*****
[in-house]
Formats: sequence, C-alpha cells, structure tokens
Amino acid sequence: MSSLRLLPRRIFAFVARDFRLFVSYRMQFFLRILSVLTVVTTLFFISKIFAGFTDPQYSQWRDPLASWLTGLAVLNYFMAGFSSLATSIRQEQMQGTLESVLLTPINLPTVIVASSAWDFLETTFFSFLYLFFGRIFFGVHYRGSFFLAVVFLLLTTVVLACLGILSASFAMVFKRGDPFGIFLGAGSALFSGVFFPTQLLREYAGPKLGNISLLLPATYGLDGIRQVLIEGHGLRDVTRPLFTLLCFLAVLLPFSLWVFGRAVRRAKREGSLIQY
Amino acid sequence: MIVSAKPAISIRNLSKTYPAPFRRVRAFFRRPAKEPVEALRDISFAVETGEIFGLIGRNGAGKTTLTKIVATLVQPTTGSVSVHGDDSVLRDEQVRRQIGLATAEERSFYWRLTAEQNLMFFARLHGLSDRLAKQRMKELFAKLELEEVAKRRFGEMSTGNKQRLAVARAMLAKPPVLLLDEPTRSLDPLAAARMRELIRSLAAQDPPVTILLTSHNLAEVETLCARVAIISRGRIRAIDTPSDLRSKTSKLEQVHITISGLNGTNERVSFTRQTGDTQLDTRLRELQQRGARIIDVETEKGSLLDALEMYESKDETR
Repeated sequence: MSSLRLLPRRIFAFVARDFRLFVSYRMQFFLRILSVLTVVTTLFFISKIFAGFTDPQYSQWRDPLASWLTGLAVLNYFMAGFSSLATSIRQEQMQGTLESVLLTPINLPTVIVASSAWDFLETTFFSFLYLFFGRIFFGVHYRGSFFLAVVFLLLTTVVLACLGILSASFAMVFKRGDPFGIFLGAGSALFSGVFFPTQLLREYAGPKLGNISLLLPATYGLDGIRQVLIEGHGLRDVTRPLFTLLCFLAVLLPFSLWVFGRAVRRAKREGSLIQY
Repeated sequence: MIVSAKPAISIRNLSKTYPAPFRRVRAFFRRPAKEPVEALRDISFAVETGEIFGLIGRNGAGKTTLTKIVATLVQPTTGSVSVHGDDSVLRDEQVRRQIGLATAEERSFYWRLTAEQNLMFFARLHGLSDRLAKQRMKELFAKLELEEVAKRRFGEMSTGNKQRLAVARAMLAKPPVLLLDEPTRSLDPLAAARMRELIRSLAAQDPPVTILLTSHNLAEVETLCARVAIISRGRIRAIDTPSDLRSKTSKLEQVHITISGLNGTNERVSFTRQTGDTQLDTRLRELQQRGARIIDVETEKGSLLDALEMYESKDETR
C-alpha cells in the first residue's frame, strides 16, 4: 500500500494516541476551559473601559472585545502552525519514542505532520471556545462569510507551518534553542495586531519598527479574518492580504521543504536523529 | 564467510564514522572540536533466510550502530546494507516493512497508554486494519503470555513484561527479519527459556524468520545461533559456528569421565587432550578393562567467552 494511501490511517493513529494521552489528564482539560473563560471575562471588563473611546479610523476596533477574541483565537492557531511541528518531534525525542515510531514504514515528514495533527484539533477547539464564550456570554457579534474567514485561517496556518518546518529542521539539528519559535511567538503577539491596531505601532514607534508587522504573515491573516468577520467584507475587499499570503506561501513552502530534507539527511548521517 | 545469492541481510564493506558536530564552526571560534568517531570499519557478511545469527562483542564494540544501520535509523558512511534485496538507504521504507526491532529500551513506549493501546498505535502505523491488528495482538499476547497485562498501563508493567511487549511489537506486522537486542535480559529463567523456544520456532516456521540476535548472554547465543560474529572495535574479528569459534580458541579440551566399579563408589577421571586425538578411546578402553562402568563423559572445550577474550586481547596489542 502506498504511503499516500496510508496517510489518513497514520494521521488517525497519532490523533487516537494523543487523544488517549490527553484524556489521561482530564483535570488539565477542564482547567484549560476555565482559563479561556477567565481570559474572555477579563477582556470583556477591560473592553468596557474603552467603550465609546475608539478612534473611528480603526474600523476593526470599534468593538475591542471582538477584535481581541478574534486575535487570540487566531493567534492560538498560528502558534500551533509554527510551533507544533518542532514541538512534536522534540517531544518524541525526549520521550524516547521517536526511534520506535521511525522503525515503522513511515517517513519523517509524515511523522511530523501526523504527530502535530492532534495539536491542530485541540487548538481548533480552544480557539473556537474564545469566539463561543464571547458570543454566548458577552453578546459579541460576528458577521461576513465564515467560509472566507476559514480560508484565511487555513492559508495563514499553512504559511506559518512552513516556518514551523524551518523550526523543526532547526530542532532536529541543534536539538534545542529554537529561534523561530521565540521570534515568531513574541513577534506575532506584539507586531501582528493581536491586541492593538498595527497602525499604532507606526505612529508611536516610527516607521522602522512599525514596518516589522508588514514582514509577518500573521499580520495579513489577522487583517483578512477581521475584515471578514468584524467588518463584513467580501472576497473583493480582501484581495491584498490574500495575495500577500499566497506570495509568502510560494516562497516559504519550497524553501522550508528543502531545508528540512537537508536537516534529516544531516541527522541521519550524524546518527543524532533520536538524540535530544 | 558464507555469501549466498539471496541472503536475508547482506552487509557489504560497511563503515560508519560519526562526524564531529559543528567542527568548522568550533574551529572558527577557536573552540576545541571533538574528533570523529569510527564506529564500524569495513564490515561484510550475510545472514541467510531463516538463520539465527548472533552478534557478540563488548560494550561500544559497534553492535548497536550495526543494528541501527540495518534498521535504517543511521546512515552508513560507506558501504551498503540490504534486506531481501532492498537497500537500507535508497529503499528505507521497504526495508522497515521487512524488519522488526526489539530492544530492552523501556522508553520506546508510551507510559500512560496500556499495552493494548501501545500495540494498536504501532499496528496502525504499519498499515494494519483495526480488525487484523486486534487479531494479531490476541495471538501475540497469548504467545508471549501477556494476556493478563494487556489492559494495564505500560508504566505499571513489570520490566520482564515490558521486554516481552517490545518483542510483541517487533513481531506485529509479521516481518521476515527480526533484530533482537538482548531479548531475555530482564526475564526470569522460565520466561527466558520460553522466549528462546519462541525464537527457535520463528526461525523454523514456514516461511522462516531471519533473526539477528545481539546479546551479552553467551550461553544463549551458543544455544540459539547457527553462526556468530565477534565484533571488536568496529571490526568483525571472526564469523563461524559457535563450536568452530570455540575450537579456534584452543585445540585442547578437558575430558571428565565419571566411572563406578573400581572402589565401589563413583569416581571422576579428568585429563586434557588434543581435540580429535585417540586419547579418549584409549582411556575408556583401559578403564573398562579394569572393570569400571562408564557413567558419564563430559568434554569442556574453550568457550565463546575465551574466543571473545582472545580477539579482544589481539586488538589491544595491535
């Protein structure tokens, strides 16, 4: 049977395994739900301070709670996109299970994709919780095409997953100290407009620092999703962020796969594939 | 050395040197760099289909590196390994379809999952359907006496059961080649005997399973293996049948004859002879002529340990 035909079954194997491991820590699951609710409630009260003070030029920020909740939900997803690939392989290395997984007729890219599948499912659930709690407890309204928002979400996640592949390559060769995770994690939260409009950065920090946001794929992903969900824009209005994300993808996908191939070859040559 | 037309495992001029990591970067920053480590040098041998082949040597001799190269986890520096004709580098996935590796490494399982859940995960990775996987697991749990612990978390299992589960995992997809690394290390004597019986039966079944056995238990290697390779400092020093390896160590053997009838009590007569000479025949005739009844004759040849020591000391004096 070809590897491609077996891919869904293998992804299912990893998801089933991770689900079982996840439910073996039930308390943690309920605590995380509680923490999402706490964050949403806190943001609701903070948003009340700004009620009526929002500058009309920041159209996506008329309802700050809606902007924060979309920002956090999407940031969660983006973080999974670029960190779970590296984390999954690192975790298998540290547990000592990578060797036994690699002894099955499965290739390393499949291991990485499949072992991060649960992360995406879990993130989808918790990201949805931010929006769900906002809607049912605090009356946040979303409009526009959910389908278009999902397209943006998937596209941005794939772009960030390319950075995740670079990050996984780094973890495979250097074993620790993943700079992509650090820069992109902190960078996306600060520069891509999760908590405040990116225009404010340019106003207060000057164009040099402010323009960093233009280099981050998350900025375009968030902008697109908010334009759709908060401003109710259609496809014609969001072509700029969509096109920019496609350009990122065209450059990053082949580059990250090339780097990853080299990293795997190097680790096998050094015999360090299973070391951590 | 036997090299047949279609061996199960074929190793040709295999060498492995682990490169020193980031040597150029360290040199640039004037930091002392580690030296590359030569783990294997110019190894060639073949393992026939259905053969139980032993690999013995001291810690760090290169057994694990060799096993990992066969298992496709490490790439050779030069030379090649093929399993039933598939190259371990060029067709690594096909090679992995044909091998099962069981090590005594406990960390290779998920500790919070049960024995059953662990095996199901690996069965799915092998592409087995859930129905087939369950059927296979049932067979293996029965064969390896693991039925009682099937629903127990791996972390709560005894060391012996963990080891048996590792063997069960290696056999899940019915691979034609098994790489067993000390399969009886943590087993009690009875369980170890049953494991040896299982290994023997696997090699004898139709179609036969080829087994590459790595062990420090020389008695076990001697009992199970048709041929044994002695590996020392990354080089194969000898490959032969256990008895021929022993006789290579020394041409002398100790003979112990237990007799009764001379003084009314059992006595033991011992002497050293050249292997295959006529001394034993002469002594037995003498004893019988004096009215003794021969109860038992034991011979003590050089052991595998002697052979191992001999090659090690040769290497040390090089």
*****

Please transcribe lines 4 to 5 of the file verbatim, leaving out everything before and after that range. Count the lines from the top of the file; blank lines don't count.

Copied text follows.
Amino acid sequence: MIVSAKPAISIRNLSKTYPAPFRRVRAFFRRPAKEPVEALRDISFAVETGEIFGLIGRNGAGKTTLTKIVATLVQPTTGSVSVHGDDSVLRDEQVRRQIGLATAEERSFYWRLTAEQNLMFFARLHGLSDRLAKQRMKELFAKLELEEVAKRRFGEMSTGNKQRLAVARAMLAKPPVLLLDEPTRSLDPLAAARMRELIRSLAAQDPPVTILLTSHNLAEVETLCARVAIISRGRIRAIDTPSDLRSKTSKLEQVHITISGLNGTNERVSFTRQTGDTQLDTRLRELQQRGARIIDVETEKGSLLDALEMYESKDETR
Repeated sequence: MSSLRLLPRRIFAFVARDFRLFVSYRMQFFLRILSVLTVVTTLFFISKIFAGFTDPQYSQWRDPLASWLTGLAVLNYFMAGFSSLATSIRQEQMQGTLESVLLTPINLPTVIVASSAWDFLETTFFSFLYLFFGRIFFGVHYRGSFFLAVVFLLLTTVVLACLGILSASFAMVFKRGDPFGIFLGAGSALFSGVFFPTQLLREYAGPKLGNISLLLPATYGLDGIRQVLIEGHGLRDVTRPLFTLLCFLAVLLPFSLWVFGRAVRRAKREGSLIQY